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From ATM to IP/Ethernet.

Ravi Mali, regional director, MENA Region at Tellabs outlines three approaches for enterprises to migrate from ATM to MPLS. Depending on the existing customer base and service mix, as well as individual business strategies, service providers have three basic options when it comes to an ATM-to-MPLS migration strategy. They can migrate to IP/MPLS using: Approach 1: ATM/FR service migration Service providers can use IP enabled ATM or FR to migrate legacy services to MPLS-based services like IP-VPN or Ethernet, for example. The Layer 3 MPLS-based IP-VPN approach has one major advantage over legacy Layer 2 ATM and FR VPN services: ease of connecting new IP/Ethernet-based customer sites. While MPLS-based IP-VPNs can deliver cost-competitive, scalable and flexible services, using them to migrate ATM/FR services to MPLS is not the best option for all end-customers. For one, many customers cannot and will not share their IP routing information for customer-specific routes with their service provider -- a requirement when implementing MPLS-based IP-VPNs. This is often the case for route-sensitive customers like government agencies or financial institutions. Secondly, the service provider will need to maintain the existing ATM network and the IP/MPLS network in parallel for some time as this transition from ATM to IP/MPLS takes place. Finally, all of a given customer's endpoints connected and communicating using a common service need to be migrated simultaneously in a flash cut, adding both planning complexity and inflexibility. Advantages: - Ease of connecting new IP/Ethernet-based customer sites Disadvantages: - Requires supporting parallel ATM and IP/MPLS networks throughout a long migration - Migration to IP/MPLS network requires an operationally complex customer-by-customer service cutover - Potential revenue loss from customers that do not want to migrate away from ATM/FR - MPLS-based services like IP and Ethernet lack the end-to-end OAM, QoS and security of the ATM networks Approach 2: ATM/FR Data tunneling over MPLS Service providers that do not want to share their customer specific IP routes can be migrated to an IP/MPLS core if the service provider constructs pseudowire-based Layer 2 VPNs. The pseudowire solution enables legacy services, such as ATM and FR, to traverse new high-speed packet networks while maintaining original attributes. However, the downside of the pseudowire migration strategy, especially for larger service providers, is that pseudowires lack dynamic setup or signaling of ATM/FR connections over MPLS, limiting large-scale deployments. As the number of customer sites grow, the number of pseudowires needed to provision is going to grow by orders of magnitude. In addition, like the IP-VPN approach, all of a given customer's endpoints connected and communicating using a common service need to be migrated simultaneously in a flash cut, adding planning complexity. The pseudowire solution works well for operators with fewer ATM/FR connections on an MPLS core. But, to simplify provisioning with dynamic connection setup, or to link multiple regional ATM networks over an MPLS core, a more scalable approach is required. Advantages: - No sharing of IP routing information needed Disadvantages: - Requires intensive manual provisioning of a large number of point-to-point ATM or FR pseudowires to connect customer sites - Requires supporting parallel ATM and IP/MPLS networks throughout a potentially long migration period - Migration to IP/MPLS network requires an operationally complex customer-by-customer service cutover - Limited to data plane tunneling only; no support of the ATM control plane - Lacks the end-to-end OAM, QoS and the security of the ATM networks Approach 3: Converged IP/MPLS network supporting native ATM/FR control and data planes A third option is to converge ATM, IP and Ethernet onto a single MPLS network supporting native ATM switching and PNNI. By preserving the dynamic provisioning capabilities of ATM, this migration scenario enables service providers to connect multiple ATM networks over IP/MPLS while enabling new IP and Ethernet services over one network. A converged network also minimises the impact on end user customers by allowing them to continue using their existing ATM service and CPE with no service disruption or to CPE. Advantages: - Does not require supporting parallel ATM - IP/MPLS networks throughout a migration - Enables graceful and independent circuit-by-circuit migration versus simultaneously cutting all endpoints of a given customer to a parallel network - Continues supporting existing native ATM/FR transparently; migration to IP/Ethernet when customer dictates - Continue to support end-to-end ATM OAM capability and predictability of ATM/FR QoS Additional PNNI-to-MPLS Interworking Benefits: - Decouples the ATM and MPLS control planes, allowing them to operate separately enabling continued support of legacy services with no disruptions/changes for end-users. - Preserves the routing and signaling information in the ATM control plane, end-to-end across the MPLS core, which maintains ATM security because there is no need to exchange IP addressing or network topology with vendors. - Employs pseudowire technology for data-plane encapsulation, enabling service providers to retain Layer 2 operations and offer VPN-type security without sharing routing information. - Uses MPLS fast reroute in the MPLS core to restore the tunnel Label Switched Path (LSP) and ensure carrier-class reliability. - Limits the need to pre-establish and manage large numbers of E-LSPs by aggregating ATM SVCs or SPVCs connected to the same remote network into the same E-LSP.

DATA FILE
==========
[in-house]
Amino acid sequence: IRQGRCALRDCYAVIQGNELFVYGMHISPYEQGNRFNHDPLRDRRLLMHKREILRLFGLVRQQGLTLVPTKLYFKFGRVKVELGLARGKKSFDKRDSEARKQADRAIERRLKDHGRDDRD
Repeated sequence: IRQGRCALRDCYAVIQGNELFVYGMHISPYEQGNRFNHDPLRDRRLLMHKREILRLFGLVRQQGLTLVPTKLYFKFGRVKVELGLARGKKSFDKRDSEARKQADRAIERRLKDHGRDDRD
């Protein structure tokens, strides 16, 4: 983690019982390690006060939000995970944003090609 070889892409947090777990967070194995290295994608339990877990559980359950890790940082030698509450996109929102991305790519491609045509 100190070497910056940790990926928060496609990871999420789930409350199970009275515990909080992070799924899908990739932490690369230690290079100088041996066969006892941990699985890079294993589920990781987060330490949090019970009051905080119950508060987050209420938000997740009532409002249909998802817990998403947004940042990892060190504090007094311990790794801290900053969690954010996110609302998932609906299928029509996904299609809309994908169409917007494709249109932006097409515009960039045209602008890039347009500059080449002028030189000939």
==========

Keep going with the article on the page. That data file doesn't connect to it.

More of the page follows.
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Publication:ITP.net
Date:Dec 10, 2012
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